Helen Dickinson, the chief executive of the BRC, said:

It is clear the post-pandemic spending bubble has burst, with retailers facing tougher trading conditions, falling consumer confidence, and soaring inflation impacting consumers' spending power.

The post-covid spending bubble has burst

According to the BRC, the post-Covid consumer spending bubble has burst.

Why should you care?

This news is of immediate concern for small businesses operating in the retail sector, especially selling bigger ticket items or more luxury lines. The data suggests that shoppers are less inclined now to spend their disposable cash on retail than they were a year ago.

More specifically, shoppers simply have less disposable income to spend than they did 12 months ago because of the squeeze placed on personal finances by soaring inflation and higher prices.

However, this worrying trend goes beyond just the retail sector, and casts an ominous shadow over many small businesses. As inflation nears 10% and wages stagnate, energy prices soar and the cost of basic staples increases, small businesses of all stripes will feel the effects of consumer retrenchment throughout 2022.

3. Startups opt to do their own accounts

What’s happening here?

Research conducted by Business4Beginners and published this week suggests that a clear majority (61%) of startup business owners plan to do their company accounts themselves. Meanwhile, only 28% of nearly 1,000 respondents to the survey confirmed that they intend to hire an accountant to handle their accounts submissions, with the remainder undecided.

Given that hiring an accountant or accounting firm to prepare and submit your company accounts can be a significant cost for small businesses trying to get off the ground, the figures quoted in this new research suggests that most startups are opting to save money at a time when the cost of doing business is on the rise.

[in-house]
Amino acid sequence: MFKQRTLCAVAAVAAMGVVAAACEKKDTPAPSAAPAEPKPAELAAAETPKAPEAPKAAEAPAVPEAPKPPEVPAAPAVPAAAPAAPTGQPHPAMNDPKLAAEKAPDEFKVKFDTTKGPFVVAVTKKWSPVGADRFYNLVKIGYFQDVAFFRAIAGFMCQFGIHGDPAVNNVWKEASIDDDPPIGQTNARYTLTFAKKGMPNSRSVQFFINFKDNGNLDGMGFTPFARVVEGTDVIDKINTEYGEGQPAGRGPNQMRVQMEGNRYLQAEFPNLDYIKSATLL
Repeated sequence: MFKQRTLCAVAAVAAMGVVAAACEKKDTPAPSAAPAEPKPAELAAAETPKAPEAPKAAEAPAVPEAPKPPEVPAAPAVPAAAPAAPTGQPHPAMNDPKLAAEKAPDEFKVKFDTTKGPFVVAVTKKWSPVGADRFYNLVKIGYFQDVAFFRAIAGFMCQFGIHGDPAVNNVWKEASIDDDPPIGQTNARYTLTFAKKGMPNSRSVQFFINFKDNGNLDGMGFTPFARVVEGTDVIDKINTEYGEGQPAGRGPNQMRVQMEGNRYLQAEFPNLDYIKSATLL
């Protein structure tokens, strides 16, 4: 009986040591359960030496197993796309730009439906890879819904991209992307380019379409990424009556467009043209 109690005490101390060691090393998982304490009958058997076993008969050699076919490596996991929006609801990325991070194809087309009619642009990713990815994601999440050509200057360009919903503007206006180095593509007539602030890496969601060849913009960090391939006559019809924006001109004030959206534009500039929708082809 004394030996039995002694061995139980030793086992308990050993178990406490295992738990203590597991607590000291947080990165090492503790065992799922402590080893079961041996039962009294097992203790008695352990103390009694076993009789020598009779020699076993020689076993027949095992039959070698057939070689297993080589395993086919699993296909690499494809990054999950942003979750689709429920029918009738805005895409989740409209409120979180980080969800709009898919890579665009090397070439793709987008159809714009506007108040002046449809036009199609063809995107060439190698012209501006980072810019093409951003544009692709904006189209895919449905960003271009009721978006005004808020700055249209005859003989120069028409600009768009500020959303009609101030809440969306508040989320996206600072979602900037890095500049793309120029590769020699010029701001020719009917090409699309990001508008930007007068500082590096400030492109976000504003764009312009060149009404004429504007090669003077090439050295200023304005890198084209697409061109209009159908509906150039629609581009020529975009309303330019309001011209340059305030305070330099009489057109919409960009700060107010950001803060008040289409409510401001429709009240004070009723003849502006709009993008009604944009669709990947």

Why should you care?

Clearly with rising business costs and a volatile economy, every small startup business has to make difficult decisions as to where to spend money in the early months and years of the company’s life.

However, while it will save money, filing your own accounts comes with certain downsides. Businessmen and women not trained in accountancy will take longer to prepare and submit their paperwork, and are more prone to make errors which could result in fines or in overpaying tax.

Paul Bryant, the founder of Business4Beginners, commented:

I understand that businesses are desperately looking at ways to cut costs. However, they should think carefully before opting against hiring an accountant.

For more information on the topic, you can read our analysis of whether or not your small business should or shouldn’t hire an accountant to do your company taxes and accounts.

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This content has been created for general information purposes and should not be taken as formal advice. Read our full disclaimer.